“According to YouTube, over six billion hours of video are watched each month on the video search engine … This presents enormous opportunity for brands to promote their goods and services to a worldwide audience through video advertising on the world’s second largest search engine.”

See the full extent of what the author of the piece, Benjamin Spiegel, has to say about TrueView here.

 

8. ZEFR Blog | YouTube Ad Formats 101: Where to Advertise and Why

Read our explanation of the various types of ads available on YouTube, and learn when to use which ads depending on the objectives of your paid media campaign.

“Pairing the right ad placements with your specific objective is the most fundamental way to make sure you’re getting the most value out of your marketing budget. Here’s a brief guide that lays out which ad formats to use for some of the most common KPIs on YouTube.”

 

9. ReelSEO | The YouTube Advertiser Playbook Index and Overview

ReelSEO breaks down and indexes all 9 parts of the YouTube Advertiser Playbook, with a brief description of each section, and a link to their coverage on it.

“Titles, keywords, descriptions.  Things that describe the video so that a search engine can find context.  Perhaps there will be one day where computers can scan a video and tell you all of the contents of it, but for now, writing the relevant metadata is important in video discovery.”

 

10. Tubefilter | Meet the Top 1% of YouTube’s “Google Preferred” Channels for Advertisers

Tubefilter investigates YouTube’s new offering for advertisers, Google Preferred.

“Brands and marketers who commit to buying advertising space on YouTube in advance will reportedly be given the opportunity to advertise against these select few Google Preferred channels.”

What precisely is Google Preferred and how will it impact paid media? Read the full article to find out.

11. ZEFR’s Introductory Guide to Brand Integration on YouTube [eBook]

Get our latest eBook here to learn the ins and outs of brand integration deals and how they can supplement a paid media campaign.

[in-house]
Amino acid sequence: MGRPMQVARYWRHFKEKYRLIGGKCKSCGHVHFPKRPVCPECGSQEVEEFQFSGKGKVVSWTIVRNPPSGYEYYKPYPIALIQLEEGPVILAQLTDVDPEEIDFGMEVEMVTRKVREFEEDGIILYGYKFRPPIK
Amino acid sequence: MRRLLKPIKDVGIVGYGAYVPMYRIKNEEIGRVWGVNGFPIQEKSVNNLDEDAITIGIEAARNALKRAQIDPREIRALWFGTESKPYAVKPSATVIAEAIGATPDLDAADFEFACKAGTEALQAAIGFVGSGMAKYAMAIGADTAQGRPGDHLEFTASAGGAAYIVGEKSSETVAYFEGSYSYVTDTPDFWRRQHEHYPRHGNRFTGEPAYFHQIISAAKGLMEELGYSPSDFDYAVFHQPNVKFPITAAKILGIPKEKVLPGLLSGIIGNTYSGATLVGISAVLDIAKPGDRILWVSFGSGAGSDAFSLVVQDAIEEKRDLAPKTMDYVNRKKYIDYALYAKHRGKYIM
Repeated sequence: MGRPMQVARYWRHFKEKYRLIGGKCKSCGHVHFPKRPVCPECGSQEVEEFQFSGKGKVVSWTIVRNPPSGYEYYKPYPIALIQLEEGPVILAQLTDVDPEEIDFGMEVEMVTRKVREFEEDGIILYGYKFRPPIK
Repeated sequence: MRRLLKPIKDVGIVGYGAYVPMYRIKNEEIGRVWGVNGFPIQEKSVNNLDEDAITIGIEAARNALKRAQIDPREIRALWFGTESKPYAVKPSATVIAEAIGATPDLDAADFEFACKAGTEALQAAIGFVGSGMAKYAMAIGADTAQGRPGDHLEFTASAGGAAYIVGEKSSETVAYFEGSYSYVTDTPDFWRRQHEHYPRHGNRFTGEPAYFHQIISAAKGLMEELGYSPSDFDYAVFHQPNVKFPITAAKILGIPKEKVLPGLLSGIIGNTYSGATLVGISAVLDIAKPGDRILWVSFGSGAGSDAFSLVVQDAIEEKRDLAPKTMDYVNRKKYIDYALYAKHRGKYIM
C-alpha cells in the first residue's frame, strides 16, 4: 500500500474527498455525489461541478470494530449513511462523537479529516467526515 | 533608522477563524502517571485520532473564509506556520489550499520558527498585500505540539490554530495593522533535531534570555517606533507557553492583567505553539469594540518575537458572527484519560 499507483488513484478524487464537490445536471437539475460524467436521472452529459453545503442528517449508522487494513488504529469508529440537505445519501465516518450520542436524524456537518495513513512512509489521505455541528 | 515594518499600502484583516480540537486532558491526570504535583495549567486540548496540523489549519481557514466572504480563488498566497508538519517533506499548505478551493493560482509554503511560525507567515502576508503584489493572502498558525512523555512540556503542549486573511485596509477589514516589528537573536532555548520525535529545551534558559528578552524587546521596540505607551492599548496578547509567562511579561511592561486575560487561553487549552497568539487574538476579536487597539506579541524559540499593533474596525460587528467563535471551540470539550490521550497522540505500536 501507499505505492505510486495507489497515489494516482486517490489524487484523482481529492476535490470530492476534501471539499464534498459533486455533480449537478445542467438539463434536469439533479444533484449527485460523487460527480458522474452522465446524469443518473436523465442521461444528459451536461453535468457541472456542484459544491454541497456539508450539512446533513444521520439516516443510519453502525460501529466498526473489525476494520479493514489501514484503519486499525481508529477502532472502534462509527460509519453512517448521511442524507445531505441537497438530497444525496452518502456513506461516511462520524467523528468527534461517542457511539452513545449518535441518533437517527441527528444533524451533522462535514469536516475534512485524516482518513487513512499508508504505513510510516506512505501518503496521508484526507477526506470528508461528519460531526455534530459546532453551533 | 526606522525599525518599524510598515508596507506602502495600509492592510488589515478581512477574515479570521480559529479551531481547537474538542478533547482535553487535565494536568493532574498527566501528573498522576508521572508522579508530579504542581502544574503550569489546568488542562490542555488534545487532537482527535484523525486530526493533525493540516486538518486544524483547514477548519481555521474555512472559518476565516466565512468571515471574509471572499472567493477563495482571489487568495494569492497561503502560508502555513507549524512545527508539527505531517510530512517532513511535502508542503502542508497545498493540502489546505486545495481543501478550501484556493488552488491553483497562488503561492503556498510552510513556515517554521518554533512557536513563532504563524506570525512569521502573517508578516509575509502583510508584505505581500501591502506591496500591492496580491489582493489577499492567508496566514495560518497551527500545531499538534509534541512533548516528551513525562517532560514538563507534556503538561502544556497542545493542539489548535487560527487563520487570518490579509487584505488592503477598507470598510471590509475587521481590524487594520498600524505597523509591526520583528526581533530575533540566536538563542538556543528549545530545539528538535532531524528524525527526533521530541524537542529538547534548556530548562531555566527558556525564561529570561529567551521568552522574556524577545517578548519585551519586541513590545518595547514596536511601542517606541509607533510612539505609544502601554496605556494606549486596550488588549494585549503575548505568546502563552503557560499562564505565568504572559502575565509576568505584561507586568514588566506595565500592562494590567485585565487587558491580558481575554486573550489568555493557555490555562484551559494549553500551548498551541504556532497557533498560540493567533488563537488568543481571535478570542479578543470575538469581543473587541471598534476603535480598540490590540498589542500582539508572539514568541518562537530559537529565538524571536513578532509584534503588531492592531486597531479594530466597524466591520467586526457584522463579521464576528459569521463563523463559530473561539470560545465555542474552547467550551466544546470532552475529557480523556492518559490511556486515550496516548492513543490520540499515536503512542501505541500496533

Paid Media Resources YouTube

12. Business Insider | This Chart Breaks Down Why Advertisers Need YouTube

Paid Media Resources YouTube

“With 1 billion unique users every month, YouTube has become a necessary platform in virtually any marketing plan. MDG Advertising created an infographic that breaks down all the numbers that explain why advertisers need to be on the video sharing site.”

Check out the awesome chart in its entirety here.

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YouTubers working with brands
Influencers

photo by Craig Garner

YouTubers want to work with brands. Brands want to be on YouTube. YouTubers don’t always have the resources to initiate brand integration deals. Brands don’t always know what to do with YouTubers. In an effort to remedy this situation, YouTubers have been increasingly open as of late when talking about their experiences working with brands.

At VidCon 2013, YouTubers spoke on panels about working with brands. A couple of months ago, YouTuber Nikki Phillippi did a video titled, “What is a YouTuber?!” in which she took about 45 minutes, sponsored by Netflix, to answer questions about the business of being a full time YouTuber. Tyler Oakley was on PBS’s Frontline talking about what he has come to expect from good brand deals.

The through lines with every YouTuber are the same: they only work with brands they like, and they expect brands to be very flexible and receptive to the style in which the YouTubers work.

Brand Integration and Nikki Phillippi

With 500,000+ subscribers, Nikki Phillippi and her husband run a full time YouTube business. Brand integrations with Beauty Gurus, especially for her size and larger, seem like a no brainer.

Nikki, in her video, answers questions from Twitter and gives surprisingly thorough answers. She disclaims that what she talks about is true to her, but not all YouTubers are on the same monetization roadmap doing the same things.

NikkiPhillippi How do You Make Money?

From the above Twitter question, Nikki answers with both, mentioning that she was once given advice on how to make a living on the internet, with the key being diversity. There is almost no way a YouTuber can be full time on AdSense alone. Similarly, being part of Amazon Affiliates, or any other single revenue stream is not enough, but participating in all of them adds up to a full time job, making a living wage.

On the subject of product integration, Nikki says that it works well for her because, “I naturally create content that often, like, I often mention like products or clothes.” Because she already makes content about brands, she is a good fit for brand integration, but not all brand integrations are a good fit for her.

As she explains in her video about how branded content works, she talks about click through rates, implying that most of the brand integration she does include links in the description box to a brand, product or service.

The order of operations in terms of doing a brand integration with Nikki is as follows:

  • Step 1: Brand reaches out. This can be to her personally, or to her MCN, or management.
  • Step 2: Offer to pay her to mention a product in a video.
  • Step 3: Nikki decides if the brand is a good fit for her. If she already knows the brand and the product and thinks favorably about them and the price/rate is good, then move forward.